1. If a specific circumstance is true, then a specific outcome occurs.
  2. If I won the lotto, I would go on a global vacation.
  3. When the liquid reaches 1 c, it freezes.
Conditional Clause

What Kinds of Conditional Sentences Are There?

In English, there are four distinct categories of conditional statements. Each one conveys a distinct level of likelihood that an event will occur or would have happened in a particular set of circumstances.

  • Absolutely no conditional sentences or Zero conditional sentences
  • Sentences with the first condition
  • Second conditional sentences
  • Conditional third sentences

Let's take a closer look at each of these several categories of conditional statements.

How to Write Sentences with No Conditions or Zero Conditions

There are general truths?circumstances where one thing always causes another?expressed by conditional statements. When using a zero conditional, you're discussing a universal truth as opposed to a particular instance of anything.

Think about the following instances:

  1. If you don't clean your teeth, you get dental problems.
  2. When people take drugs, their health deteriorates.

The usage of the zero conditional in the statements mentioned above has a few important implications. First, the simple present tense should be used in both sentences when utilizing the zero conditional. The usage of the simple future tense is a common error.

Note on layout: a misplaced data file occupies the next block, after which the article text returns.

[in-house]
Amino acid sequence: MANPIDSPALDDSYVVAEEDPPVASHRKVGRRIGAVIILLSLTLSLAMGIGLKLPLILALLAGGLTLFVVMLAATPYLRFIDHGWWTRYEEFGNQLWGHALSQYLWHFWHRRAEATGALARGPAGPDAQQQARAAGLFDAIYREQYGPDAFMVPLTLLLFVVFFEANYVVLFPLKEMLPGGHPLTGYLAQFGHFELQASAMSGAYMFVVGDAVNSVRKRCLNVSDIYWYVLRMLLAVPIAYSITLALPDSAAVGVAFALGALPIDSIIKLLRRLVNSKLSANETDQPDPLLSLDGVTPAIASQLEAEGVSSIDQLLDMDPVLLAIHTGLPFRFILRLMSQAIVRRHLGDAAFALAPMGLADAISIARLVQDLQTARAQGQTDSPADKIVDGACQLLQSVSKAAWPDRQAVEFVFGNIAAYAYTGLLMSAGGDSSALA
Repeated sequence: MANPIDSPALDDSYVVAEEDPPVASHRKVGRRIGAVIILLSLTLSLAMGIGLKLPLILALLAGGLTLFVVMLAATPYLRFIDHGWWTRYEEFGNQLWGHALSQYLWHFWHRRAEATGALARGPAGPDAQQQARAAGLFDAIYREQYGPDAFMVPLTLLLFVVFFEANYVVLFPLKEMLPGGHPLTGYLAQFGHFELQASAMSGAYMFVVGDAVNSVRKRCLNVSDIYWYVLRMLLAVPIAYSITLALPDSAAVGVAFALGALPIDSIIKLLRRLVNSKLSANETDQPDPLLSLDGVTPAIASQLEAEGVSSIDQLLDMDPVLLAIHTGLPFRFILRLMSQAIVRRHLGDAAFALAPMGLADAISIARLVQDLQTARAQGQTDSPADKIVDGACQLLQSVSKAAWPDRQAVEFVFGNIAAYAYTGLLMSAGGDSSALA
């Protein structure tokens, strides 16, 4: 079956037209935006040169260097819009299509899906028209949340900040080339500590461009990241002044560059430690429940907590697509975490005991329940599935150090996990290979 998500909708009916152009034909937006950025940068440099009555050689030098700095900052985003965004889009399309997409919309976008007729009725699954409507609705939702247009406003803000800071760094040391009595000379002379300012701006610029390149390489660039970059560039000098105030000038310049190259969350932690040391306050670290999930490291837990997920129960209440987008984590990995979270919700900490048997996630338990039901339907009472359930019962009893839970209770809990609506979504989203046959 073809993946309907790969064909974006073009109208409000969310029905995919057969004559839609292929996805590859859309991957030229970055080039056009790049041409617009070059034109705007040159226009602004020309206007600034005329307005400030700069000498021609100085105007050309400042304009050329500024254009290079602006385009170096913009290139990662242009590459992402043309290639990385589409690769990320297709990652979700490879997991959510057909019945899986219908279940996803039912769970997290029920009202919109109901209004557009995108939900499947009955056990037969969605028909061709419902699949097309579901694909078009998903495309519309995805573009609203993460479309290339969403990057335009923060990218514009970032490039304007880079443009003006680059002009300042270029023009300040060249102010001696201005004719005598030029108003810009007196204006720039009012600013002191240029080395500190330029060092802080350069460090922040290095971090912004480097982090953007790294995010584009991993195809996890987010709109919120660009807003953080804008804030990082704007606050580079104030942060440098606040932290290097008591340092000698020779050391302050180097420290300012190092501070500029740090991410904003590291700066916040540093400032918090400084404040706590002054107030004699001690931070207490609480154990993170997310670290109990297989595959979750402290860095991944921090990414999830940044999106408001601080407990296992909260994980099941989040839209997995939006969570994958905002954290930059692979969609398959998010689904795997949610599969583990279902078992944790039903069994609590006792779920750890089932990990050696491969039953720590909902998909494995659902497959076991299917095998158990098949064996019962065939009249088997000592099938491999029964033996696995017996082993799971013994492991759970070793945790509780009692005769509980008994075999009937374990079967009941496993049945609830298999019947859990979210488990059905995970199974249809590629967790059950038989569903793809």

When people take drugs, their health will deteriorate - Incorrect

Second, note that the words if and when are interchangeable in these zero conditional phrases. This is so that it doesn't matter "if" or "when" it occurs because the result will always be the same.

Conditional Clause

First Conditional Sentences: Usage

First conditional statements are used to represent scenarios in which the result is likely to occur in the future (but not a given). Look at the following instances:

  1. If you relax, you will feel happier.
  2. If you make an aim, you'll finally achieve it.

Keep in mind that the main sentence, which conveys the anticipated result, is written in the simple future tense, while the if-clause is written in the simple present. This is how we communicate that a given outcome will probably occur in the future under a specific circumstance (as stated in the if-clause).

Consider a few mistakes individuals frequently make while employing the first conditional structure: